Given these facts regarding the conversation he and Defendant had in the car, coupled with the fact that he was paying attention to whether defendant burped or vomited, it is unlikely that he would have been able to do so without Sgt. Romantino noticing. Further, there was no testimony offered that defendant did, in fact, burp or vomit without the officer noticing.
Given the applicable law, the Court finds that it is permissible for an officer to observe a defendant while transporting [him] to a police station.
The Law Division reviews the municipal court record de novo, and makes its own findings of fact, giving due--although not necessarily controlling--regard to the opportunity of the municipal judge to evaluate witness credibility. R. 3:23-8(a); State v. Johnson, 42 N.J. 146, 157 (1964); State v. Cerefice, 335 N.J. Super. 374, 382-83 (App. Div. 2000).
Appellate courts should defer to trial courts' credibility findings. Locurto, supra, 157 N.J. at 474. The rule of deference is more compelling where, as in this case, the municipal and Law Division judges made concurrent findings on credibility. Ibid. "Under the two-court rule, appellate courts ordinarily should not undertake to alter concurrent findings of facts and credibility determinations made by two lower courts absent a very obvious and exceptional showing of error." Ibid.
The Court in Chun stated that the operator's role in administering the Alcotest included, in part, "observing the subject to ensure that twenty minutes has passed and to be certain that the subject has neither swallowed nor regurgitated any substances during that time that would influence the test results." Chun, supra, 194 N.J. at 79. Admissibility of the Alcotest results, in part, is dependent upon proof that the Alcotest was "administered according to official procedure." Id. at 134.
Therefore, at trial the State must establish by clear and convincing evidence that during the twenty minutes immediately preceding the administration of the Alcotest, the defendant did not ingest, regurgitate or place anything in his or her mouth that might compromise the reliability of the test results. See State v. Ugrovics, 410 N.J. Super. 482, 489-90 (App. Div. 2009); State v. Filson, 409 N.J. Super. 246, 257 (Law Div. 2009).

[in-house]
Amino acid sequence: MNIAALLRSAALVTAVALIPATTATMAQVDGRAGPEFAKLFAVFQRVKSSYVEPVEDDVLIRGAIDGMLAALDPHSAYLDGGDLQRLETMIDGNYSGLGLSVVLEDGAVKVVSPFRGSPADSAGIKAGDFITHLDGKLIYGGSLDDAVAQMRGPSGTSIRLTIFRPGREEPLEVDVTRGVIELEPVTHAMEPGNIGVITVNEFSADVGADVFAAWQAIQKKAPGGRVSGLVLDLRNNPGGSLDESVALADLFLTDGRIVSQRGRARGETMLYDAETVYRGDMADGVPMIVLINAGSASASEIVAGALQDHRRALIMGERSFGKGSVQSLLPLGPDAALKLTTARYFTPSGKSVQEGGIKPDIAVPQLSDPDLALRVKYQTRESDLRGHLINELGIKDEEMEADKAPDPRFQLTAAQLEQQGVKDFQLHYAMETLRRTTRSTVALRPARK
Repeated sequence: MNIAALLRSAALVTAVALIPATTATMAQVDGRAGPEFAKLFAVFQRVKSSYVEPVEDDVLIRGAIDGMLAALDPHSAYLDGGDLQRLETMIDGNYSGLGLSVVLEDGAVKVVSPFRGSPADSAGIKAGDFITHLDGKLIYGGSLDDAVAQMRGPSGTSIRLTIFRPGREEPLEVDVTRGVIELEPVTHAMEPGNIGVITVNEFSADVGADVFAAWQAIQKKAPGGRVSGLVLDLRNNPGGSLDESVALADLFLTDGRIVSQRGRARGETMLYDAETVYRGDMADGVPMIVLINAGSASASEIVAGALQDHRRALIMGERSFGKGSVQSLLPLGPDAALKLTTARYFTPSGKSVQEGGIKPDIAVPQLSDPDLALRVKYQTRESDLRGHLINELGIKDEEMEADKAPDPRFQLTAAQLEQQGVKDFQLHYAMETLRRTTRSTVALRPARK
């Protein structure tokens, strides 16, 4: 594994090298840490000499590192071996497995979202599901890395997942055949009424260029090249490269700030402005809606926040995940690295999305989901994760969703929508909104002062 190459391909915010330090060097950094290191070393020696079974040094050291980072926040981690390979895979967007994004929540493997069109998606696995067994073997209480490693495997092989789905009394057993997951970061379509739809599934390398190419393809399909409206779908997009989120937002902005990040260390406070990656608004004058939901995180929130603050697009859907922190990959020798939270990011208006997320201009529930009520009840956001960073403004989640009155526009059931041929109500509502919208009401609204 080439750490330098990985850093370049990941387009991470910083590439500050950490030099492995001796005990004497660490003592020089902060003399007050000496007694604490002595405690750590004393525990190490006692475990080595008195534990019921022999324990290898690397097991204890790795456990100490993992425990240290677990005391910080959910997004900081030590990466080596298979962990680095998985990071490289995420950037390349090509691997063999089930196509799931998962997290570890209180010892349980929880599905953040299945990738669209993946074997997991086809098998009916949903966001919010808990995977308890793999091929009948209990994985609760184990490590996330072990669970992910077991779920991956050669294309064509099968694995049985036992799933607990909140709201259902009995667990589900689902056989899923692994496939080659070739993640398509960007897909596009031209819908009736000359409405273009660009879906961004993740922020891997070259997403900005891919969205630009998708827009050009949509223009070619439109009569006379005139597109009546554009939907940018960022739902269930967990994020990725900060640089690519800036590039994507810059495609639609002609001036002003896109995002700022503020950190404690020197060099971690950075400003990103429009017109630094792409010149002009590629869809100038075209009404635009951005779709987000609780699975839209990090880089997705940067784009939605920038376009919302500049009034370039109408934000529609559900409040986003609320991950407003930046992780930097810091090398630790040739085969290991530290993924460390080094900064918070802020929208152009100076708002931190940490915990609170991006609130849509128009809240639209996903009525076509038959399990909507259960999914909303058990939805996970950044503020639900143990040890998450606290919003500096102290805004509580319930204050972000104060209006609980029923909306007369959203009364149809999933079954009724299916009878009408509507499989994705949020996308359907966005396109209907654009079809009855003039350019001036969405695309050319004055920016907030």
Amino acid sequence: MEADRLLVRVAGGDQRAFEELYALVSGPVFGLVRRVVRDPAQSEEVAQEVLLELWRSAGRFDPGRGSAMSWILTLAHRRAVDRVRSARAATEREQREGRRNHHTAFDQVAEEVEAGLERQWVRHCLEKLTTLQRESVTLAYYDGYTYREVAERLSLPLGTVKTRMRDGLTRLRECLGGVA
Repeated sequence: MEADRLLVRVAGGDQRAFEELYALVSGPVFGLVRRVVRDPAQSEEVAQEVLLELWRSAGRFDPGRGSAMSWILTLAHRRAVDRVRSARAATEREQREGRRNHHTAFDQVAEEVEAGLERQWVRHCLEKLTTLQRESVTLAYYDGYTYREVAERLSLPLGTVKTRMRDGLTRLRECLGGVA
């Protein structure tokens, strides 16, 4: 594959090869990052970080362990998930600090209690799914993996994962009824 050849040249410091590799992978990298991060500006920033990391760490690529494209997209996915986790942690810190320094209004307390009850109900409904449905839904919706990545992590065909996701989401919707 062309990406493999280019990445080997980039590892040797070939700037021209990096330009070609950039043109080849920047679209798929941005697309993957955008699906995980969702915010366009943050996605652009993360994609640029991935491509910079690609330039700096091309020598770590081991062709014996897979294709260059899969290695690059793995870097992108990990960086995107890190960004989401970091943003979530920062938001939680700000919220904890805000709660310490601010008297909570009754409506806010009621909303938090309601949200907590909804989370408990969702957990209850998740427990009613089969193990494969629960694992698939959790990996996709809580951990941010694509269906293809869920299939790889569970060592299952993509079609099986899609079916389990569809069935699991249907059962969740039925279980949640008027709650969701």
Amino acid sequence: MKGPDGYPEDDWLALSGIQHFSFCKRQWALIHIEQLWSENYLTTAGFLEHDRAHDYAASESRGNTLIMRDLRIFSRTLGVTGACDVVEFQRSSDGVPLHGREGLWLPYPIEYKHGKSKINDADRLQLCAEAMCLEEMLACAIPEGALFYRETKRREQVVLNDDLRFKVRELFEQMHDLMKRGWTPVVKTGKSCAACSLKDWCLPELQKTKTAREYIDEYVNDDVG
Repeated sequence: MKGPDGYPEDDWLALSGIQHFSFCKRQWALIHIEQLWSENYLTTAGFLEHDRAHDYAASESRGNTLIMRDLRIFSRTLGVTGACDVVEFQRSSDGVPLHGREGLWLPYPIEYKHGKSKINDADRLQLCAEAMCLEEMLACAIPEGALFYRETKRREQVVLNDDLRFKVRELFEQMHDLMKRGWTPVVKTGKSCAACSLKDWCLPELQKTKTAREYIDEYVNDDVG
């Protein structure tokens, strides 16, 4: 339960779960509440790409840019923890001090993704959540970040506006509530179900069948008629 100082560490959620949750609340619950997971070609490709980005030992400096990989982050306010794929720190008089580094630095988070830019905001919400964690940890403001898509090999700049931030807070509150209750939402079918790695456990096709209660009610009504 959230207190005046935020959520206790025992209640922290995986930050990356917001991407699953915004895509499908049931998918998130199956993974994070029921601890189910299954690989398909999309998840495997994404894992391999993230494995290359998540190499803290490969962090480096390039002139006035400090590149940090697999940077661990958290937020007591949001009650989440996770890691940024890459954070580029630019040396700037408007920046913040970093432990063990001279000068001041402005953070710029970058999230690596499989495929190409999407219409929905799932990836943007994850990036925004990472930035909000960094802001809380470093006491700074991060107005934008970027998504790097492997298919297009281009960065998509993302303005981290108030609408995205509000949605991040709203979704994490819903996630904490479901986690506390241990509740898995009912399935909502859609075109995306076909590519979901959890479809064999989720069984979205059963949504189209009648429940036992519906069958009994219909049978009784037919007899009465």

We are satisfied that the trial court's conclusion that confirmed a more-than-twenty-minute observation of defendant immediately before the administration of the Alcotest was soundly based upon clear and convincing evidence, and is logically unassailable. Romantino's level of observation was sufficient to accomplish the material purpose of the requirement, namely to ensure that defendant did not ingest, regurgitate or place anything in his mouth that might compromise the reliability of the Alcotest results.
Moreover, we recently held in Ugrovics that the State can establish the requisite twenty-minute observation period under Chun through the testimony of "any competent witness," not just the certified Alcotest operator. Ugrovics, supra, 410 N.J. Super. at 490. "To construe the twenty-minute observation requirement as bestowing upon the operator the exclusive responsibility to monitor the test subject elevates form over substance and places an importance on the operator that is inconsistent with what the Chun Court envisioned to be his or her diminished role." Ibid. Thus, the court found that a literal interpretation of the language in Chun "would create an unduly and, in our view, unintended restriction on the State's ability to prosecute DWI cases based on the results of an Alcotest." Ibid.